Limits of long-term selection against Neandertal introgression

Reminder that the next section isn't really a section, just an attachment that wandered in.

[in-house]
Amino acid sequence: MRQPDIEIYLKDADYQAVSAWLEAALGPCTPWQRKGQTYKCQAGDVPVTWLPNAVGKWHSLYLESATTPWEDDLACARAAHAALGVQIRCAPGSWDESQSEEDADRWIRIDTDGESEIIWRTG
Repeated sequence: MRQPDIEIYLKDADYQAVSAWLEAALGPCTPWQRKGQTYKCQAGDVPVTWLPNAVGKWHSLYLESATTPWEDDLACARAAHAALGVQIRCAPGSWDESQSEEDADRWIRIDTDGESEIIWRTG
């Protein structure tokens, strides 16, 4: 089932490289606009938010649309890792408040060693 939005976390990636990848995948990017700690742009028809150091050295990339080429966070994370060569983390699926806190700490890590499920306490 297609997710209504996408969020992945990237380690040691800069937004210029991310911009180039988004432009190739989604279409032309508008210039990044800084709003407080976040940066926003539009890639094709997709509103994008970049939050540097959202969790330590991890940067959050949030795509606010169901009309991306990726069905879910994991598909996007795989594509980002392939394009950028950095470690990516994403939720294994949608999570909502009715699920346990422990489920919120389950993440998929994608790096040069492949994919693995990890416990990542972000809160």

Since the discovery that all non-Africans inherit 2% of their genomes from Neandertal ancestors, there has been a great interest in understanding the fate and effects of introgressed Neandertal DNA in modern humans. A number of recent studies have claimed that there has been continuous selection against introgressed Neandertal DNA over the last 55,000 years. Here, we show that there has been no long-term genome-wide removal of Neandertal DNA, and that the previous result was due to incorrect assumptions about gene flow between African and non-African populations. Nevertheless, selection did occur following introgression, and its effect was strongest in regulatory regions, suggesting that Neandertals may have differed from humans more in their regulatory than in their protein-coding sequences.Several studies have suggested that introgressed Neandertal DNA was subjected to negative selection in modern humans. A striking observation in support of this is an apparent monotonic decline in Neandertal ancestry observed in modern humans in Europe over the past 45,000 years. Here, we show that this decline is an artifact likely caused by gene flow between modern human populations, which is not taken into account by statistics previously used to estimate Neandertal ancestry. When we apply a statistic that avoids assumptions about modern human demography by taking advantage of two high-coverage Neandertal genomes, we find no evidence for a change in Neandertal ancestry in Europe over the past 45,000 years. We use whole-genome simulations of selection and introgression to investigate a wide range of model parameters and find that negative selection is not expected to cause a significant long-term decline in genome-wide Neandertal ancestry. Nevertheless, these models recapitulate previously observed signals of selection against Neandertal alleles, in particular the depletion of Neandertal ancestry in conserved genomic regions. Surprisingly, we find that this depletion is strongest in regulatory and conserved noncoding regions and in the most conserved portion of protein-coding sequences.